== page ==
their classroom knowledge concrete.
Research, Practice and Policy in School Behavioral Health
Psychology’s Dr. Mark Weist brought his extensive experience with school mental health
into his course’s partnership with Irmo Middle School. Honors students had the pleasure
of working with Irmo Middle School students while also learning about psychological
theories of behavior and development throughout the course.
Student Service Organizations
If a service learning course doesn’t quite fit into your academic schedule, there
are still many opportunities to volunteer. Honors College student organizations have
built long-standing relationships with community partners to positively impact Columbia.
While participation in student service organizations is a valuable college experience,
service learning is distinguished by a formal academic component. Service learning
will only receive Beyond the Classroom credit if taken as an Honors College service
Waverly After School Program was started in 2003 by a motivated group of Honors College
students who learned of a local need for after school tutors during a Martin Luther
King Day of Service. Since then, Waverly has become an Honors student organization
and has been awarded a lifetime grant of $10,000 by State Farm Insurance. Their mission
is to enhance the lives and opportunities of children in the Columbia community, to
serve as educational role models who provide a fun, safe and caring experience and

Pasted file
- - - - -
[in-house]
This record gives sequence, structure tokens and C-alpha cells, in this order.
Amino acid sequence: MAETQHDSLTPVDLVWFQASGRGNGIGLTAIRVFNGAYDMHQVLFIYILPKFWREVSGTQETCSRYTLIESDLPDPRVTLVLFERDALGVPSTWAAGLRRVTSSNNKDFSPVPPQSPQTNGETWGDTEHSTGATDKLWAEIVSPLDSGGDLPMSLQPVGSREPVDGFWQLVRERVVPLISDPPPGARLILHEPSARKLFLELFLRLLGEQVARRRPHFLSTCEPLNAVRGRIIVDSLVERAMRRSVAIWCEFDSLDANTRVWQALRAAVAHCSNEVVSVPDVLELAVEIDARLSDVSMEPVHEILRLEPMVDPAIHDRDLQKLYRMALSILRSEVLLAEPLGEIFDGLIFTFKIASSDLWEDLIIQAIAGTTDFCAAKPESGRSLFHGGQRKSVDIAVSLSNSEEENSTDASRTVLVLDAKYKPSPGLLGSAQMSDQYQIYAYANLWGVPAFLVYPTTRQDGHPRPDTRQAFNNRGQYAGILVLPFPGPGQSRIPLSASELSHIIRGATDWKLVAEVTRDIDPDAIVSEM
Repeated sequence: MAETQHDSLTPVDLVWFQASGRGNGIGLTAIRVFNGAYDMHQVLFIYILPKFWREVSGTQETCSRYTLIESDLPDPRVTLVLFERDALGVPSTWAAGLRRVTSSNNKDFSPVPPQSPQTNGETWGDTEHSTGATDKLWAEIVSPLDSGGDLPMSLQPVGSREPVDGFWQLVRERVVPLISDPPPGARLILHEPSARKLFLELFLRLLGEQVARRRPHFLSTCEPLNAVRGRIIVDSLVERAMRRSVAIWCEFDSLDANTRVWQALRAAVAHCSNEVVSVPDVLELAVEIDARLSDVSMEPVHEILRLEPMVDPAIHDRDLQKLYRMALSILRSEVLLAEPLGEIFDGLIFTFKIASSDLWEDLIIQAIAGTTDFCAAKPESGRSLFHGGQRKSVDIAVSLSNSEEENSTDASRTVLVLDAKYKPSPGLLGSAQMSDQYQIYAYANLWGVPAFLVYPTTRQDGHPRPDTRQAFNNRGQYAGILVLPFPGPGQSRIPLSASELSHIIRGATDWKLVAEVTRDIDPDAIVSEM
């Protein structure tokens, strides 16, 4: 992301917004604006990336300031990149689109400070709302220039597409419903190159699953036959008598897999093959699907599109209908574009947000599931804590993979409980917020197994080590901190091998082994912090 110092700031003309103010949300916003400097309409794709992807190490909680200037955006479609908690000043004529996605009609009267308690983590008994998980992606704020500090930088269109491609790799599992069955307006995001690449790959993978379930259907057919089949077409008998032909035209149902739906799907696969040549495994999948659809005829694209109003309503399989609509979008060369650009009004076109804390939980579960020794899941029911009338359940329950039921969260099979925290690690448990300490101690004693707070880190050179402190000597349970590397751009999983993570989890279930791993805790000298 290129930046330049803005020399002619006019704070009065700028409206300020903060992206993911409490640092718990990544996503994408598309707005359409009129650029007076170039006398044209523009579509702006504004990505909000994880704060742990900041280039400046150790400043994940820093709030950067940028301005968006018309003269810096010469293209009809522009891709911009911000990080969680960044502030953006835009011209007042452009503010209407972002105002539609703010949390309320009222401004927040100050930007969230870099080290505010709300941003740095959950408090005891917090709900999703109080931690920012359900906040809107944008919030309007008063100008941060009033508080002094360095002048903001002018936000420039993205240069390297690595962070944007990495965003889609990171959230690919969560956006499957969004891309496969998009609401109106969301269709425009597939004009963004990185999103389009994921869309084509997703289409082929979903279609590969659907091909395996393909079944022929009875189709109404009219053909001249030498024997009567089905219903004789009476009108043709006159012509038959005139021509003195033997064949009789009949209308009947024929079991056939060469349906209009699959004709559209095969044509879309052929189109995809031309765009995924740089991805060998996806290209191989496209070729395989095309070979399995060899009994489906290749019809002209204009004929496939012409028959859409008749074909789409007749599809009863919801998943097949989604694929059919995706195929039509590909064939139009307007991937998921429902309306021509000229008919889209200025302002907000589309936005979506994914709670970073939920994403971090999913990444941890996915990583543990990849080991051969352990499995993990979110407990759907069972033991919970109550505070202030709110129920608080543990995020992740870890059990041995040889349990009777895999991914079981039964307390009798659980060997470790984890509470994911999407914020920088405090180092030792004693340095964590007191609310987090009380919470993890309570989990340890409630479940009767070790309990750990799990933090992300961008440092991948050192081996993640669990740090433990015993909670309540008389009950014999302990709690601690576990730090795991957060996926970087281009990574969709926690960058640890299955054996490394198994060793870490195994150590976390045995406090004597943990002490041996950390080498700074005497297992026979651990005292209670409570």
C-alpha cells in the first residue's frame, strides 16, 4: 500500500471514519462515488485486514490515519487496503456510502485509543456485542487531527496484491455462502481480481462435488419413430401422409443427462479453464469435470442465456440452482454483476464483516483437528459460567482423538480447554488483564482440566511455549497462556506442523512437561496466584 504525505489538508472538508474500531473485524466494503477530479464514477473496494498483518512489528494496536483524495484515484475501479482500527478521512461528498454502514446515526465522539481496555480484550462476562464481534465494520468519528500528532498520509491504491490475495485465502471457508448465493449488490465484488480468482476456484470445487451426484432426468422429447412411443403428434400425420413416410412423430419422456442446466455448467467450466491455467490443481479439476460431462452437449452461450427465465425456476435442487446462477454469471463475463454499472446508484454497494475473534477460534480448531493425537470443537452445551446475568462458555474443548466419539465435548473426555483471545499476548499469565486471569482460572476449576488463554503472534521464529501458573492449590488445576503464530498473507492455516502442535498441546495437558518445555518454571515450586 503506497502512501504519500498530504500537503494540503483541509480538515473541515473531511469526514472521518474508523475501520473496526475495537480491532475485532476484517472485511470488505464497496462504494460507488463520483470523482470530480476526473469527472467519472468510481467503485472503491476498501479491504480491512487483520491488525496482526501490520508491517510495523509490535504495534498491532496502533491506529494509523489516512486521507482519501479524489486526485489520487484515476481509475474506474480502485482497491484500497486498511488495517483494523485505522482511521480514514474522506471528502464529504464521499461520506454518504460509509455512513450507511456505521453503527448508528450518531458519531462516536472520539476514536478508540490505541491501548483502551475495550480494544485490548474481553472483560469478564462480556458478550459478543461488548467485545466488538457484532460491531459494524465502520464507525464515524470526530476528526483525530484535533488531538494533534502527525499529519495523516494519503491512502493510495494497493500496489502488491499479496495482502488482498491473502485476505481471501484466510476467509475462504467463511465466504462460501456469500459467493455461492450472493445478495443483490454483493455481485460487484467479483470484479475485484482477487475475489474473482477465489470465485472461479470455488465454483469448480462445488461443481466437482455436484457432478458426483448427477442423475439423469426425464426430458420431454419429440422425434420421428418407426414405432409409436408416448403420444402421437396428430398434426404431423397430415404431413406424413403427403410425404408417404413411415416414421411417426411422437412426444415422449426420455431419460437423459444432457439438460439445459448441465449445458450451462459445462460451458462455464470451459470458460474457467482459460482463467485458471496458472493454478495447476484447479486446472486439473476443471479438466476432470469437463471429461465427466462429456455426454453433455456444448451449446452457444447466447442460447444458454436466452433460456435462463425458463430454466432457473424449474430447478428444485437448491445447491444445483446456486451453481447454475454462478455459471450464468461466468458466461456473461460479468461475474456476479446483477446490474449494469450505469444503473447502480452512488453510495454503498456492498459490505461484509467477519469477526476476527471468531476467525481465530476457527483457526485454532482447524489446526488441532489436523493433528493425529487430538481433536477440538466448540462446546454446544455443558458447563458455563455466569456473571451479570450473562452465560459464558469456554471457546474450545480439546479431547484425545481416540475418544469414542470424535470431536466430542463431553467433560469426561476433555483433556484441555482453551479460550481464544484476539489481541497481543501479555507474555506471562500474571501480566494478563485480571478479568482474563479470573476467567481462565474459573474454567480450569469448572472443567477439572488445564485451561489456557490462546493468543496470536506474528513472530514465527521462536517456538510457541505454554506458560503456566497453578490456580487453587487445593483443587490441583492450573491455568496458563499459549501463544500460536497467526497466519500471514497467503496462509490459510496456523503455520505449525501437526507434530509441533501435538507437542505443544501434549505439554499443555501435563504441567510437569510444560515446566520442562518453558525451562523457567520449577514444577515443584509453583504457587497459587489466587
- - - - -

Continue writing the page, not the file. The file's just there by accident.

to develop the self-esteem and literacy skills of all children who participate. Waverly
members believe that all children need a safe place to go after school each day with
caring, responsible adults and programs that encourage both learning and personal
growth. Waverly After School Programs has four core functions: 1) To provide educational
enrichment 2) To promote continued educational excellence 3) To provide youth with
positive role models, and 4) To develop student volunteers into leaders.
Project VIDA is an Honors student organization at the University of South Carolina
that welcomes students from a variety of backgrounds. Members of Project VIDA create
presentations about healthy living for elementary, middle and high school populations
in underprivileged communities. It started through an Honors College initiative (Drop
Everything And Lead) and has been supported by the Bernard and Arline Ramsdale Endowment
Fund. Since its creation in fall 2010, Project Vida has been committed to educating
youth in the Columbia community about healthy living. Volunteers in Project Vida have
learned to seamlessly translate their academic passions into interactive and fun presentations
for the young people they work with. This organization has given students the opportunity
to use their classroom experiences to impact the lives of community members, while
receiving personal, professional and civic growth. One Project Vida member stated,
"Even though we are the ones providing the information on health, I never fail to
learn new things with each presentation."